After PC games, came more advanced games for playing consoles in the home. Sega released a flight simulator game in 1987 that was titled After Burner. This combat game used a joystick and was widely popular on the Genesis and later the PlayStation. Super Nintendo also released a game called Pilotwings. This game helped the player earn their pilot license by completing flight lessons that were built into the game.

These types of games may have started out slow but they have graduated into a huge market. They are designed to entertain you and teach you what it feels like to control an actual aircraft. New simulator games have advanced so much that you will really feel like you are controlling a plane. If you choose the right game, you can use controls that are found in actual cockpits and select the weather and time of day you want to fly. You can even fly over your house and see it with satellite technology. The world of flight games will continue to grow.

Flight Simulation Game

It just got to the point where the programs on the TV in the evening where deadly boring. You can only jog so much without losing your sanity and I needed some sort of diversion from the pressures at work; an escape of some sort, or excitement that did not involve huge expenditures of money or a huge investment of my time.

That was when my son suggested I try some of his games attached to his computer. Shooting the characters over different terrains was not my thing. Then I went online and looked around and found what I had been looking for.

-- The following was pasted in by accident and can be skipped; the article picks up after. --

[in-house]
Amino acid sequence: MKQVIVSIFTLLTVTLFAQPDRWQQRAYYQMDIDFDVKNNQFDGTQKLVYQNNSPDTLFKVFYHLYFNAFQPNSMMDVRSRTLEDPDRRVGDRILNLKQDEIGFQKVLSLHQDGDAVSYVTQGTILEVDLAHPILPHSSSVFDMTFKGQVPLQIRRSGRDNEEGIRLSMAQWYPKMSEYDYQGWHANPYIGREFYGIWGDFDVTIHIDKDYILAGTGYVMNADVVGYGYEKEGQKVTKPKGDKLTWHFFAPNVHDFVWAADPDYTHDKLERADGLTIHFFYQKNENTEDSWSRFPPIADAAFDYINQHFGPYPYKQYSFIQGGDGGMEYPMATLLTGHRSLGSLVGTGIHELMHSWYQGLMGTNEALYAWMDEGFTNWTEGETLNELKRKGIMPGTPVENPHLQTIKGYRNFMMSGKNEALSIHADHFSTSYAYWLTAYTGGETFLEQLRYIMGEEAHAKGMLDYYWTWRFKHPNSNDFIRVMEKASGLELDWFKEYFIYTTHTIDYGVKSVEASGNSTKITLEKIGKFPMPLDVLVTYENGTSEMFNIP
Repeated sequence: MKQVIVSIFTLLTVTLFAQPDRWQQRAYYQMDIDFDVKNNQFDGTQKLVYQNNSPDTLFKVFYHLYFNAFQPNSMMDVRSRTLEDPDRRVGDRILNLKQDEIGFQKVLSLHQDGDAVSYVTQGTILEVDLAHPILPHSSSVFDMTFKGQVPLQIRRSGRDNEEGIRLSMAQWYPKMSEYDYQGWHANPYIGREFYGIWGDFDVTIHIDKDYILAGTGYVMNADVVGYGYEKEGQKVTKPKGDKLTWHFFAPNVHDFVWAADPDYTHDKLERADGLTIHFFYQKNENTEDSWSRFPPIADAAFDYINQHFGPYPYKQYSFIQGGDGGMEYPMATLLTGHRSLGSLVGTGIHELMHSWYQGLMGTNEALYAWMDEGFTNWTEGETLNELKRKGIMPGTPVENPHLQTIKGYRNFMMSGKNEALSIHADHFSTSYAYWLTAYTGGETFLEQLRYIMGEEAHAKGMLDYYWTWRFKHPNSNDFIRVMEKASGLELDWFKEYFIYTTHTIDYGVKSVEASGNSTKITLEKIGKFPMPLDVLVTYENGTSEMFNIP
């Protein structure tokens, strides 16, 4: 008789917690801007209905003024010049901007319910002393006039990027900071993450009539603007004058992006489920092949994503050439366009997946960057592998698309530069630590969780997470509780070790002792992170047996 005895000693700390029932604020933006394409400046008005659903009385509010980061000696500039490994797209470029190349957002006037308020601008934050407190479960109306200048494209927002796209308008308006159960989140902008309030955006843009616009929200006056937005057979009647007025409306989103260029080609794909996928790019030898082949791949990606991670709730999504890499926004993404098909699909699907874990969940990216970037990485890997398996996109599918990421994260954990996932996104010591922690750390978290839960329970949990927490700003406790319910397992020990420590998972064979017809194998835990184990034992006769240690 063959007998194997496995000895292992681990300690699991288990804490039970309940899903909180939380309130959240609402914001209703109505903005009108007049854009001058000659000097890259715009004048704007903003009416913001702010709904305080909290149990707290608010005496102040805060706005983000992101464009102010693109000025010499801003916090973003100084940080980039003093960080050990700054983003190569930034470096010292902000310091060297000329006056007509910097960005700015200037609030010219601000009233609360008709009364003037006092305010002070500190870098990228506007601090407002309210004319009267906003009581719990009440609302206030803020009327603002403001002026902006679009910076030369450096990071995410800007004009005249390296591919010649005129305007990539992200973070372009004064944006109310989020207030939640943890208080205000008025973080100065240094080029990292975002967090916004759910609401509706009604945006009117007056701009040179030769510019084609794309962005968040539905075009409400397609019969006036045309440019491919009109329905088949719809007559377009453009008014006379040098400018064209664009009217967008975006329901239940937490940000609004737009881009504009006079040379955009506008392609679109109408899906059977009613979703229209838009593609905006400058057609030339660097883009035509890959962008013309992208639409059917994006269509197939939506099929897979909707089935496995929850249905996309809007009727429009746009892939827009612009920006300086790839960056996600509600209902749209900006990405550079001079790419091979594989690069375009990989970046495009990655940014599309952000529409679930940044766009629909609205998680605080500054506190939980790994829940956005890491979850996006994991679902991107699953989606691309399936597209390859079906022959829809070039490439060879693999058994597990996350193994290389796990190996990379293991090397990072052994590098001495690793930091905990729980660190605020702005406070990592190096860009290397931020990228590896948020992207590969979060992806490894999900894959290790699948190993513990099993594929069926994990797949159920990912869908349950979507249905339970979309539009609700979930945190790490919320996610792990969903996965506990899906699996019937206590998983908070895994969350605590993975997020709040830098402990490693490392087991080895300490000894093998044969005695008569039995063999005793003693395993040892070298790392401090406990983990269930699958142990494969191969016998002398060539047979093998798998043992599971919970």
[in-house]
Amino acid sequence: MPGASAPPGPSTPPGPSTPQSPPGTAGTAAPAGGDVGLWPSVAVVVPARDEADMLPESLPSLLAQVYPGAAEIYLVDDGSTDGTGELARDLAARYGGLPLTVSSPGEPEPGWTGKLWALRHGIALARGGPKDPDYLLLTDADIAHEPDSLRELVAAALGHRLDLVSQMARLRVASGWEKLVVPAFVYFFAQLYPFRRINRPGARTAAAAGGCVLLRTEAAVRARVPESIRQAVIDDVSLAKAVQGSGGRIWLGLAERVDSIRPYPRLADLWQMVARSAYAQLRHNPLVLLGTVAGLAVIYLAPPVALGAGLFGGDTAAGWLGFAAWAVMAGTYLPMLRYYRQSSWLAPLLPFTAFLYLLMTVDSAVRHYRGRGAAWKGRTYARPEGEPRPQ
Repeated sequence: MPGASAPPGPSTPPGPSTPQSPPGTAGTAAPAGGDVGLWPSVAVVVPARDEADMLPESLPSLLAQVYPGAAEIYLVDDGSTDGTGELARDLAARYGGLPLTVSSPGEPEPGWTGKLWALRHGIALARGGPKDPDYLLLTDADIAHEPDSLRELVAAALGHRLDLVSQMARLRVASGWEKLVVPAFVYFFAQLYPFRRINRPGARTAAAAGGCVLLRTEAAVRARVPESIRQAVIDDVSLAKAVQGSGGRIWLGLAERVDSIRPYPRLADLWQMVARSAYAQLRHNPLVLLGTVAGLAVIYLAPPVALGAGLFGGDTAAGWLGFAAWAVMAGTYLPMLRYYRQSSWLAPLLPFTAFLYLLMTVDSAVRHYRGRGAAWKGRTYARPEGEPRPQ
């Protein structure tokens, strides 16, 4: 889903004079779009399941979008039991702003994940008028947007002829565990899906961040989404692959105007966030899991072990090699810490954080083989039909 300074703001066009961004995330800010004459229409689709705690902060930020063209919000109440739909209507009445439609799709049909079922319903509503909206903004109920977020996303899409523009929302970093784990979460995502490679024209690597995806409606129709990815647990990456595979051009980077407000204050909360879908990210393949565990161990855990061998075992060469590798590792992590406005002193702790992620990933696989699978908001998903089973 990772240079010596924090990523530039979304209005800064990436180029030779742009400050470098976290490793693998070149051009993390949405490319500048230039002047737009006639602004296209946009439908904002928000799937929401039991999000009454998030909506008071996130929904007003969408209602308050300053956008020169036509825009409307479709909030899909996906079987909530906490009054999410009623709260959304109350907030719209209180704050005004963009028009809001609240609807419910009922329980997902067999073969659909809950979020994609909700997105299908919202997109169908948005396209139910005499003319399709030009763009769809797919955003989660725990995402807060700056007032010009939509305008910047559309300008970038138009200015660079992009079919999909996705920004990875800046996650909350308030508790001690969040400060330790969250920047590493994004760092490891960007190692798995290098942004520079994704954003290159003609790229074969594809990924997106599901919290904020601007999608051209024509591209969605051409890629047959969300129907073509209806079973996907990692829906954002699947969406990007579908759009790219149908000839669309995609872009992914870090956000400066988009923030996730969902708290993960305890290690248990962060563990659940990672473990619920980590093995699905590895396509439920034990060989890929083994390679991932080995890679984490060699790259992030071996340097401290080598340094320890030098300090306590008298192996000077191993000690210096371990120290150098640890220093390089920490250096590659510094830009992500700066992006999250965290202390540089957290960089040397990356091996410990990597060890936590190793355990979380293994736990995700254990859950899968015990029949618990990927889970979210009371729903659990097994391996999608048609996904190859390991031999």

I came across Flight Simulation games. I had messed around with one of these games about ten years ago and had good fun with it back then, but boy have things moved on since then. There was an accurate terrain, to fly over (or into), a big selection of aircraft, (in the old days I had a choice of three) planetary alignment and detailed features such as car headlights etc. It makes a big change to be able to be involved with a program and not feel you are too slow or not quick enough on the uptake to know the little tricks required to get you to the next ‘level’.

One thing I did not take into account was the family involvement. We ended up having ‘family competitions’ with typical ‘bendy’ family rules and a good time was had for us as a group and as individuals.

The layout of the instruments impressed my wife and she now has a pretty good idea of how things have been when we have taken trips abroad. The cloud presence is also realistic and of course the thrill of flying over well known landmarks or even your own house is awesome.

Of course the big thrill is to take from a particular airport and fly off to a new destination, there are hundreds of airports to choose from in these games. There are no restrictions to types of aircraft. Jet, propeller, old, new, helicopters and just about anything you could wish for. Shame I could not play with this in the office.

The real thing about it is the escape into a world of adventure right in your own house at minimal cost and time investment. The World of Flight Simulation has opened new doors for me and decreased my stress levels I hope it could do the same for you. If your circumstances were similar to mine.